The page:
AdvertisementBook your ad now
Then yesterday, on Monday the 11th of December, the agency announced the “Every Try Counts”. A campaign targeted at smokers aged between 25 and 54 who have previously tried quitting with no success. The two-year campaign will be launched next month across 35 U.S. markets and features print, digital, radio, and out-of-home ads, such as on billboards.
“Cigarette smoking remains the leading cause of preventable disease and death in the U.S.,” said U.S. Surgeon General DR. Jerome M. Adams, M.D., M.P.H. “As Surgeon General, I believe sustained and comprehensive efforts, including the FDA’s ‘Every Try Counts’ campaign, are critical to encouraging more Americans to quit smoking and preventing the harms associated with cigarette use.”
Is the FDA finally on the right side?
FDA Commissioner DR. Scott Gottlieb, pointed out that this campaign aims to target smokers in the same places tobacco companies normally do. “The ‘Every Try Counts’ campaign encourages smokers to rethink their next pack of cigarettes at the most critical of places — the point of sale. Tobacco companies have long used advertisements at convenience stores and gas stations to promote their products, and we plan to use that same space to embolden smokers to quit instead,” said FDA Commissioner Scott Gottlieb, M.D.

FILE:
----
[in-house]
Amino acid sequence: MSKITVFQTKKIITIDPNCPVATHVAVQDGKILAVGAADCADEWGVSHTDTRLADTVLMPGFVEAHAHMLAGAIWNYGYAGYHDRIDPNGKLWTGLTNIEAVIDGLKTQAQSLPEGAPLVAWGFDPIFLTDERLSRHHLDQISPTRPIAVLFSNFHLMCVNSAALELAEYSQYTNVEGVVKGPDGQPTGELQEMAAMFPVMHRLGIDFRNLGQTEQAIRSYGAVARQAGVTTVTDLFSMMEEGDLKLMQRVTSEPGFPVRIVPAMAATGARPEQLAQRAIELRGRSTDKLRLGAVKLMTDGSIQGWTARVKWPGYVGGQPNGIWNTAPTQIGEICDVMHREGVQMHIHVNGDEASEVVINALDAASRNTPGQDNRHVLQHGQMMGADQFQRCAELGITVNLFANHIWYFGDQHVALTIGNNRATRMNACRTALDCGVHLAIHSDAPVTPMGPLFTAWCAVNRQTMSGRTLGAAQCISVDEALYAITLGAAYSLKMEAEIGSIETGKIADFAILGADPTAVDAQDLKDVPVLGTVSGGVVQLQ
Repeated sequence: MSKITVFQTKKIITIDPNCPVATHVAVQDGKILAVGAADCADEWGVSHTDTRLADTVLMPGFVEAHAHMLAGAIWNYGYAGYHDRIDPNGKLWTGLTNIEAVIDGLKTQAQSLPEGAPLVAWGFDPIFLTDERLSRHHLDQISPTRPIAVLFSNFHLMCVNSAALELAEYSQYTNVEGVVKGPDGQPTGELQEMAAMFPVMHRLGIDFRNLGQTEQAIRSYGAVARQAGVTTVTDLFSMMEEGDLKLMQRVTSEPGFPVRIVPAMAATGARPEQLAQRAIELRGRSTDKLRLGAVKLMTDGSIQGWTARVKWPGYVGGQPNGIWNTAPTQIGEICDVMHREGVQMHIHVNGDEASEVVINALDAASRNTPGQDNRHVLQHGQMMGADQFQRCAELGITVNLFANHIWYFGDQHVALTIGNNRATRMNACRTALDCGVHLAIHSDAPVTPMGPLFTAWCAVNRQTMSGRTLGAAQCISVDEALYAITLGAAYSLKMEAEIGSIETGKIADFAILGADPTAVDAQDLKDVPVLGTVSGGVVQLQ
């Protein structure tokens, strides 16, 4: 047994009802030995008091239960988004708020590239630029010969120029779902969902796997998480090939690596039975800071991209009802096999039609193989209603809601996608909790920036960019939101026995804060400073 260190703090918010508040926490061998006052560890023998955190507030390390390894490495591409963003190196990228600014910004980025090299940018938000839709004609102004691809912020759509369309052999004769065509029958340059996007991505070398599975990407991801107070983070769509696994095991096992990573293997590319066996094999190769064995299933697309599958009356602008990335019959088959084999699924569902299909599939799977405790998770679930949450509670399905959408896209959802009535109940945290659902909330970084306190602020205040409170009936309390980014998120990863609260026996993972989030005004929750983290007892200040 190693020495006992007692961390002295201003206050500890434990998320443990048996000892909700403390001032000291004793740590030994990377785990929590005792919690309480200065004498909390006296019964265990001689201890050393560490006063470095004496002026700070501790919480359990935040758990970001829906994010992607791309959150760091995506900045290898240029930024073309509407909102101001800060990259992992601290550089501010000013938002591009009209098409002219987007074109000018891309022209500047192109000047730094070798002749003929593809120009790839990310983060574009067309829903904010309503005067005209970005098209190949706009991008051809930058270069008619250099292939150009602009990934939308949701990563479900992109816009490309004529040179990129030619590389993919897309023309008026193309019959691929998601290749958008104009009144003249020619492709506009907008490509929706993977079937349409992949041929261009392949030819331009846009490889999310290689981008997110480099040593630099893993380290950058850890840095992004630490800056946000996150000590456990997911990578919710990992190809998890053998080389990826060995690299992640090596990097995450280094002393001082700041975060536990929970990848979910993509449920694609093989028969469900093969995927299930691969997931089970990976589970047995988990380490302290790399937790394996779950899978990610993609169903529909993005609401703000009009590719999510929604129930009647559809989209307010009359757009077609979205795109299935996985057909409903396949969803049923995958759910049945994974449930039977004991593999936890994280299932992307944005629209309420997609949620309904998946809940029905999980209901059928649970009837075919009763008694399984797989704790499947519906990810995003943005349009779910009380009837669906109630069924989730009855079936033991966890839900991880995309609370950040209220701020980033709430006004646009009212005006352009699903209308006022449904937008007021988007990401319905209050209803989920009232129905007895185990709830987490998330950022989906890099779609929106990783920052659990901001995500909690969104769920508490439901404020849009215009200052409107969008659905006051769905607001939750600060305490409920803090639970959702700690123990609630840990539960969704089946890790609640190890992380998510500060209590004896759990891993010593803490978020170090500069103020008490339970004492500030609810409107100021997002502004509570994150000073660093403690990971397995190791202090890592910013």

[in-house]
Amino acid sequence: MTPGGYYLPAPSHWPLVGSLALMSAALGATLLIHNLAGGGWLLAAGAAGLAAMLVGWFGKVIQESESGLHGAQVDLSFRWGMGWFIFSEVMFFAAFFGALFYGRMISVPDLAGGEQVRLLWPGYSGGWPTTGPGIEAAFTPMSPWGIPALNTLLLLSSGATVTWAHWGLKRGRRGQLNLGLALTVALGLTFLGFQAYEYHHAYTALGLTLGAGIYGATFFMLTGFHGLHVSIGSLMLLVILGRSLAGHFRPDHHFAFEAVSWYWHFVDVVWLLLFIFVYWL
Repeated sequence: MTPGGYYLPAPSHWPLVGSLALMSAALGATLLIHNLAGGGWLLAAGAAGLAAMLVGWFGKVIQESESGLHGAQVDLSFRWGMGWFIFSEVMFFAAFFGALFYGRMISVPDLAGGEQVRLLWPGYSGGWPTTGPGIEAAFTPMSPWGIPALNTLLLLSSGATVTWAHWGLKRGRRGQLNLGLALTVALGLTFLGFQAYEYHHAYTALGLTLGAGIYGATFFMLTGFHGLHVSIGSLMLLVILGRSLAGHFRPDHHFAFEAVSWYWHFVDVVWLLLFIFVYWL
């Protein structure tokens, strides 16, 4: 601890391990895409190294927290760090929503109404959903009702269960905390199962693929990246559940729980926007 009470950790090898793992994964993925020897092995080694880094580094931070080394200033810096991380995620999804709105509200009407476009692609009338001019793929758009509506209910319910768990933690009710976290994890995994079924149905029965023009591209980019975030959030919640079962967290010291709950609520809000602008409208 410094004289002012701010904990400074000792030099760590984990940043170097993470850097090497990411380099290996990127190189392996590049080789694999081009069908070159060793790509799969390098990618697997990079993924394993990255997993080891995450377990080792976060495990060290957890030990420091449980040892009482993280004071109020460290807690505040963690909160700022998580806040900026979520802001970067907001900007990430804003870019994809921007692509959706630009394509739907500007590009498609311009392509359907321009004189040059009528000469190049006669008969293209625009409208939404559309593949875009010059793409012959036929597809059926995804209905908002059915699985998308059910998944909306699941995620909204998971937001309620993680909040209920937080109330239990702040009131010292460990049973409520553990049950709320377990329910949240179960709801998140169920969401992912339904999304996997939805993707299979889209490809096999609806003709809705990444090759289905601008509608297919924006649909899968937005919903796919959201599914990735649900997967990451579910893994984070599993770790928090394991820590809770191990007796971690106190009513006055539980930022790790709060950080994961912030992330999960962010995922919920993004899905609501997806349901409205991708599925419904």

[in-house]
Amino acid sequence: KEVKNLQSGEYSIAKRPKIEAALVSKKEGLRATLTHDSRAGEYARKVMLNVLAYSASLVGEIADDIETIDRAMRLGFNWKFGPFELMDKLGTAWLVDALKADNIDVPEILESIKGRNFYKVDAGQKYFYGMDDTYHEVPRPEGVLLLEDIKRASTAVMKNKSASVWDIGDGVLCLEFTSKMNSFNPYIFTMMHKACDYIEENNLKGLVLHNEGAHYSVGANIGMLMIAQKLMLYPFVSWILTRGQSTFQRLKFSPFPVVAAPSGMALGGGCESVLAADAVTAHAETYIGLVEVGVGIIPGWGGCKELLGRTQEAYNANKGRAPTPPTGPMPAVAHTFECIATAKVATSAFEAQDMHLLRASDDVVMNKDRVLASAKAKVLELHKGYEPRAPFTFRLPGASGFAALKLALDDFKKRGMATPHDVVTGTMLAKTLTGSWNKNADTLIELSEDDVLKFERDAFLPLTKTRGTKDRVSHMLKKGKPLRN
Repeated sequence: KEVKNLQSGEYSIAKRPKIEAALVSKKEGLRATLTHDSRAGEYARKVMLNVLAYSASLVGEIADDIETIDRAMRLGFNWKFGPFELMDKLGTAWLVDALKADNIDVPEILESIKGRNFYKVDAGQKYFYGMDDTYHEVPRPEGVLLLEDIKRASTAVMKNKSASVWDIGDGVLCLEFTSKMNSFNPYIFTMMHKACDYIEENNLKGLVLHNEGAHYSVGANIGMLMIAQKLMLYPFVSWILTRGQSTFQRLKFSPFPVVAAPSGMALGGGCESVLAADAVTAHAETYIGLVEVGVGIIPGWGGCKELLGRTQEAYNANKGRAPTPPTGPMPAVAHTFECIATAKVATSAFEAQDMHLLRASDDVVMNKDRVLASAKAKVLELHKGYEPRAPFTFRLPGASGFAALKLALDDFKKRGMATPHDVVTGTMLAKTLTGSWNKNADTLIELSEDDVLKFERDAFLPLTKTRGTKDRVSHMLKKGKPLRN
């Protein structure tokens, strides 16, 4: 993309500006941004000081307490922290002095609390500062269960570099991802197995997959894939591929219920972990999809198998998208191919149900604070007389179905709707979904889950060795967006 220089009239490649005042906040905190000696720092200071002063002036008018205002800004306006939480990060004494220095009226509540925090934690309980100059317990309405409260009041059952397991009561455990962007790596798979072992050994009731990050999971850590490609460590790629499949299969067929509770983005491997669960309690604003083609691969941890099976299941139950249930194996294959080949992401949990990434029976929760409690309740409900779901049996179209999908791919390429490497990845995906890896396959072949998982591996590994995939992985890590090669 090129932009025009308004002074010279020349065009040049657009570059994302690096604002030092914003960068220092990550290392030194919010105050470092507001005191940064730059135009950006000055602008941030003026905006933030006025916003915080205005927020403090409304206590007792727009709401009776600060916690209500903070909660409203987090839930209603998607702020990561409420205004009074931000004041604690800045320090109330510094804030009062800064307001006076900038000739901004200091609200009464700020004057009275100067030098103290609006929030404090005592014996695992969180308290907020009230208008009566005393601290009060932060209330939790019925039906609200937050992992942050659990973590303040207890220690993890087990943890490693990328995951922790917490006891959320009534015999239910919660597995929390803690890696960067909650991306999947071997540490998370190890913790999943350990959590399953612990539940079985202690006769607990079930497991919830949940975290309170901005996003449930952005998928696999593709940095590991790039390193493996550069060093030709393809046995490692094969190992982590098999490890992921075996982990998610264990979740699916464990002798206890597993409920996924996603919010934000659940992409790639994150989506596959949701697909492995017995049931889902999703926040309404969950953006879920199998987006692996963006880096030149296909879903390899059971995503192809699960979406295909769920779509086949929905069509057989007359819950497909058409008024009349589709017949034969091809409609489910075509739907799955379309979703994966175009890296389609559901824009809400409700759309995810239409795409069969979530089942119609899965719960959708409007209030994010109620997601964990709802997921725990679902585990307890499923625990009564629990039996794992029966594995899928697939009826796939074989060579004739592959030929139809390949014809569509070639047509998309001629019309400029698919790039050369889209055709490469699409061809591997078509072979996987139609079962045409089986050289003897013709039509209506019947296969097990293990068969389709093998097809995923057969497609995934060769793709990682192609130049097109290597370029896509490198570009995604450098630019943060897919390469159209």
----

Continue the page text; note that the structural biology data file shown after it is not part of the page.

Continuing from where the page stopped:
“The FDA is committed to reducing tobacco-related disease and death by helping people quit combustible cigarettes and implementing comprehensive policies to reduce addiction to nicotine. Our aim is to render cigarettes minimally or non-addictive, while encouraging the development of potentially less harmful tobacco products for adults who still want or need access to nicotine. At the same time, we’re also taking new steps to improve access and use of FDA-approved medicinal nicotine products to help smokers quit,” concluded Gottlieb.
The role of electronic cigarettes in smoking cessation
In line with the above, last August the commissioner also said that the FDA’s new tobacco plan supports product innovation so that smokers can obtain the nicotine they crave, without the added carcinogens derived from the combustion of tobacco. He had pointed out that smoking rates continue to drop across the US, however approximately 480,000 people continue to die per year due to smoking related conditions. Hence, the FDA aims to review the way low risk products such as e-cigarettes are regulated, so that smokers are able to switch to safer alternatives that could potentially save their life.
Read Further: FDA